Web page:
Keian loves playing mailman - he wants to take the key and pick up the mail everytime we mention it. He also LOVES receiving mail of his own. While he is set up in the hotel of health (sounds much better than hospital in my mind), he is able to receive mail! Cards or notes of encouragement or even just a little hi or a picture would we wonderful! I'd love to create a wall of hope.

If you'd like to send something to him, you can send to:

BC Children's Hospital Oncology 2B - Keian Blundell 4480 Oak Street Vancouver BC V6H 3N1

"When life gives you 100 reasons to cry, show life that you have 1000 reasons to smile"

1 February 2013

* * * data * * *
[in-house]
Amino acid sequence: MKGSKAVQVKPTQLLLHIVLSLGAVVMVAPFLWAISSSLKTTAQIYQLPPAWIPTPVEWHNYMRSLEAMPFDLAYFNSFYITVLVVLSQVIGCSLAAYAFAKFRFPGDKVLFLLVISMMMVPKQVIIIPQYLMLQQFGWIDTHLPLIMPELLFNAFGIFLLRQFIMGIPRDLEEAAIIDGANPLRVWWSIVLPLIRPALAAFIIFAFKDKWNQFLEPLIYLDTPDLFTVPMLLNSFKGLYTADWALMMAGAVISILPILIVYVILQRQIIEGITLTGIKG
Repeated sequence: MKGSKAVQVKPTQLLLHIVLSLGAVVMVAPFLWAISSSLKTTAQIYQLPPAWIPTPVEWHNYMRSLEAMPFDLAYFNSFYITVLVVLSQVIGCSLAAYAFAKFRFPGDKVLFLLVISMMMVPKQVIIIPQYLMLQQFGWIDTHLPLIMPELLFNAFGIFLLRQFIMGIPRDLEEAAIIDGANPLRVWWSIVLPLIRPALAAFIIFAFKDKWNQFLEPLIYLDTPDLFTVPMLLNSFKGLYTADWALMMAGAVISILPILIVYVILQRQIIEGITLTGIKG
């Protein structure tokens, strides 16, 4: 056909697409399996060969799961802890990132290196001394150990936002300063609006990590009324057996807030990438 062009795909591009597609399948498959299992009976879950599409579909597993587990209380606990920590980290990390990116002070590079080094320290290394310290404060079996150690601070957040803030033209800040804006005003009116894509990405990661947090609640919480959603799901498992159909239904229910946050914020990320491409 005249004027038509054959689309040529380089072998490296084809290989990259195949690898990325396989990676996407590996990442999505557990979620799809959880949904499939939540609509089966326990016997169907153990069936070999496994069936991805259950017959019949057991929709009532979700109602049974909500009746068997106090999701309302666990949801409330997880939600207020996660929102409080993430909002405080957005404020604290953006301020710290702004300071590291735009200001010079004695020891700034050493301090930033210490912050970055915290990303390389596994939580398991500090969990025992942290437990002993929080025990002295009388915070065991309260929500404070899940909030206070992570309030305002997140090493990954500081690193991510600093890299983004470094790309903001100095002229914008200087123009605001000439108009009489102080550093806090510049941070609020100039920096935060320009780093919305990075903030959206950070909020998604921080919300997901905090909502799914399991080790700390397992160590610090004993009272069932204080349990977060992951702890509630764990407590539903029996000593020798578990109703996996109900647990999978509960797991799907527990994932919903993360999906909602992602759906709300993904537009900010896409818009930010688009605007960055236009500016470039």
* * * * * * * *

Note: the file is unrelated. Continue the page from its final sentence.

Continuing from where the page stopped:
Home is where the heart is...

I really don't know how the nurses do it day by day. As there was talk about letting us go home for multiple day passes through the weekend, we knew we'd be set up with all the teaching required, so that it was safe to go home. We learned about Keian's CVC - how to hep-lock, change caps, emergency training etc. Changing the caps made me incredibly nervous - If the CVC line is not clamped during this properly, he could bleed out. Since he now has the NG tube and basically isn't eating or drinking more than a bird (literally), we also had to be trained on how to keep up with the cleaning and administering of feeds. I was so nervous on Thursday night once we got home, but after 24 hours, I definitely feel more confident. Ryan had an idea for a makeshift IV pole, and I have to say, it worked pretty damn well for the overnight feed. Armed with a full box of pediasure, syringes, sterile water and a tube - my little boy gets his nutrition. It's a very weird feeling. Today, Ryan was feeding Joren his bottle in the living room and I was in the kitchen "feeding" Keian - we had a bit of a laugh!